Exercising regularly as a kid can result in improved cognitive functioning later in life, according to a study published in the journal Psychological Medicine.
A group of researchers at King’s College London found that intensive lifelong exercise can significantly improve people’s brain function at the age of 50.
The researchers believe that their findings highlight the need for people to make long-term lifestyle changes and incorporate exercise into their lives as a way of improving cognitive well-being.
Dr Alex Dregan, Lecturer in Translational Epidemiology and Public Health at King’s College London, said:
“As exercise represents a key component of lifestyle interventions to prevent cognitive decline, cardiovascular disease, diabetes and cancer, public health interventions to promote lifelong exercise have the potential to reduce the personal and social burden associated with these conditions in late adult years.”
The study is one of the first of its kind to assess the long term cognitive effects lifelong exercising can have on the brain.
The researchers gathered data on more than 9,000 people about the amount of exercise they did from the ages of 11 to 50. The data was collected by interviewing them when they were 11,16, 33, 42, 46 and 50 years old.
Participants were asked to perform cognitive tasks that assessed their memory and executive functioning. The memory task involved asking them to learn ten unrelated words, and the executive functioning test involved naming as many animals as they could in under a minute.
They found that those who exercised regularly as a child and adult – at least once per week – performed better in the tests at the age of 50 than those who didn’t.
As a major public health concern, government officials suggest that in order to preserve cognitive function in later years, adults aged 19-64 should do at least 150 minutes of exercise per week.
The study also indicates that even low levels of exercise can have a positive effect on cognitive functioning – albeit less than intensive exercise.
Dr Dregan said:
“It’s widely acknowledged that a healthy body equals a healthy mind. However, not everyone is willing or able to take part in the recommended 150 minutes of physical activity per week. For these people any level of physical activity may benefit their cognitive well-being in the long-term and this is something that needs to be explored further.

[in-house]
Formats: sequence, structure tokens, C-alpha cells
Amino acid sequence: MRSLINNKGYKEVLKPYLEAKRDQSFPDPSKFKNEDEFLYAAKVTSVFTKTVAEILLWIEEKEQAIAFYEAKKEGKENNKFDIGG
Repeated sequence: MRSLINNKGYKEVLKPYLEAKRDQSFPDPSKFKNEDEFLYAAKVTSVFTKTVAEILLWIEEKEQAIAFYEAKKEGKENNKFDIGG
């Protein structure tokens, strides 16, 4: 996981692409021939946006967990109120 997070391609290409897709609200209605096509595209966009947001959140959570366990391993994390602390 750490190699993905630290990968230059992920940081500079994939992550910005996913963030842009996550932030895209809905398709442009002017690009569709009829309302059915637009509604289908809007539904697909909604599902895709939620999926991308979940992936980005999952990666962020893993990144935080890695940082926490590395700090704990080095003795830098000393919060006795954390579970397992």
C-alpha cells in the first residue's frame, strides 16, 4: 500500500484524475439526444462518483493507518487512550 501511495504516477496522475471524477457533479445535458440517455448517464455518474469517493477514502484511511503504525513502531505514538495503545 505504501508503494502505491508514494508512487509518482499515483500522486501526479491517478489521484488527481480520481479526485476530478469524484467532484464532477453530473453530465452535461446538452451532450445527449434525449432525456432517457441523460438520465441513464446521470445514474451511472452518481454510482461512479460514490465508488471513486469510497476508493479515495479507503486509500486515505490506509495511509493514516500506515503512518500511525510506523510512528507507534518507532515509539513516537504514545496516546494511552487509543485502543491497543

Setting lower exercise targets at the beginning and gradually increasing their frequency and intensity could be a more effective method for improving levels of exercise within the wider population.”
They found that the greatest benefits came from doing intensive exercise.
In a separate study, researchers from the US Beckman Institute at the University of Illinois and the University of Pittsburgh also found that exercise is able to keep the brain from deteriorating. They reported their findings in the British Journal of Sports Medicine
Dr Dregan concluded: ‘It appears that intensive exercise may offer benefits for brain functioning in later life over and above those resulting from regular yet less intense exercise. Clinical trials are required to further explore the benefits of exercise for cognitive well-being among older adults, whilst examining the effects of exercise with varying levels of frequency and intensity.”
Exercise has several benefits which directly or indirectly help cognitive performance, especially if maintained over the long term, but even in the short-term, the benefits are evident:
- We know that exercise is key to good sleep, and that good sleep helps our brain work better.
A survey carried out by the National Sleep Foundation found that light, moderate and vigorous exercisers reported having a good night’s sleep almost every night compared to non-exercisers (67% versus 39%).
- We know that excessive long-term mental stress has a detrimental effect on cognitive performance. A team of investigators from Helsinki, Finland, reported that regular exercise is key in helping children cope with stress.
They reported their findings in the Journal of Clinical Endocrinology & Metabolism. The authors added that physical activity in kids is linked to a better stress hormone response.
- Being physically active and fit during middle age protects against dementia later on. Laura F. DeFina, MD, of The Cooper Institute in Dallas, Texas, USA, and team reported in Annals of Internal Medicine that “Higher midlife fitness levels seem to be associated with lower hazards of developing all-cause dementia later in life. The magnitude and direction of the association were similar with or without previous stroke, suggesting that higher fitness levels earlier in life may lower risk for dementia later in life, independent of cerebrovascular disease.”
- A brief surge of condensed exercise enhances the compression of memories in both mentally healthy seniors as well as those with slight cognitive impairment, a team of scientists from UC Irvine’s Center for the Neurobiology of Learning & Memory found.
Volunteers were asked to look at pleasing pictures of nature and animals. Half of them then rode a stationary bicycle for six minutes at 70% of their maximum capacity. An hour later they took a surprise test which involved having to remember information on the images they had looked at earlier. Those who had been on the bike for six minutes performed better than the participants who had not exercised.
- Researchers from the University of Edinburgh reported in the journal Neurology that exercise is better at protecting the aging brain than mental or leisure activity.
After periodically assessing volunteers, all of them in their 70s, they reported less brain shrinkage and fewer signs of cognitive decline among the exercisers. The assessments included brain scans.
Written by Joseph Nordqvist